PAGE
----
What's bad for JGBs is good for EGBs
JGBs had a very bad session with the 10-year yield touching 0.70% for the first time since February 25. Much of the weakness was prompted by Japanese flow data finally showing that Japanese investors were net buyers of foreign bonds.
After six weeks of sales they turned buyers in the week ending May 3 to the tune of a net ¥309.9bn and ¥204.4bn in the prior week.
With BoJ QE still on autopilot these are early days and it is likely that the JGB market will eventually settle down especially as the BoJ is buying some 70% of newly issued JGBs.
But our focus here is not on JGBs but on the impact that such buying will have on foreign bond markets and risk markets in general.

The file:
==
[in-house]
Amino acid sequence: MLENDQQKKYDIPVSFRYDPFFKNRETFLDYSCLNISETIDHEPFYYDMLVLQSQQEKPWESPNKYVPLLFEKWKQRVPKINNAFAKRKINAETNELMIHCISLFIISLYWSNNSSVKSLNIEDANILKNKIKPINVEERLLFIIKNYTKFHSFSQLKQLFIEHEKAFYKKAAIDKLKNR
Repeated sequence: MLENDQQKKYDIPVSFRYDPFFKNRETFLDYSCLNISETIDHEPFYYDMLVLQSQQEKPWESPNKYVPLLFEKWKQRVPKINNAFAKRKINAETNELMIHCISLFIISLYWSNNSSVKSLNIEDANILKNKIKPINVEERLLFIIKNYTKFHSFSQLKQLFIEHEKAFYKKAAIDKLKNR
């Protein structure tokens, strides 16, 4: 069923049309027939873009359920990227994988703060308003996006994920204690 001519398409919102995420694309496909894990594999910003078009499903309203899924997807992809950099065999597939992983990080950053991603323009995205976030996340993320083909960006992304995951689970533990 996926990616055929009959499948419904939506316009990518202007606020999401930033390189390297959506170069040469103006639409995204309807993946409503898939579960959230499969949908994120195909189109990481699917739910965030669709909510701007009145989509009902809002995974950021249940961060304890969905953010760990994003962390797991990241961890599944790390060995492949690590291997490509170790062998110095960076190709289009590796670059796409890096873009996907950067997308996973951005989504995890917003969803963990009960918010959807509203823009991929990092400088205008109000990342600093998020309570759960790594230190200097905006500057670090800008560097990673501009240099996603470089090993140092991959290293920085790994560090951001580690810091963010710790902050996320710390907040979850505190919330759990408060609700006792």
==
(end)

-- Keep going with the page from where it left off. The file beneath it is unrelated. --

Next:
Remember the day that followed the April 4 BoJ meeting when Kuroda delivered his bazooka we saw a massive move lower on core/semi-core bonds?
Well, that was a move based on expectations and the flow data are now showing the potential that we have been seeing actual demand. This might go some way to explaining why peripheral debt has been rallying at the same time as core markets – with 10-year Bunds in particular seeing a move in yields below 1.20%.
The flow data from Japan are likely to remain volatile but supports the argument of staying long core, semi-core and peripheral debt (except for Slovenia) in the current environment.
We remain especially constructive on GGBs and Irish debt but also the front-end of the core/semi-core markets with a probable ECB deposit rate cut likely to promote more in the way of risk seeking down the yield curves.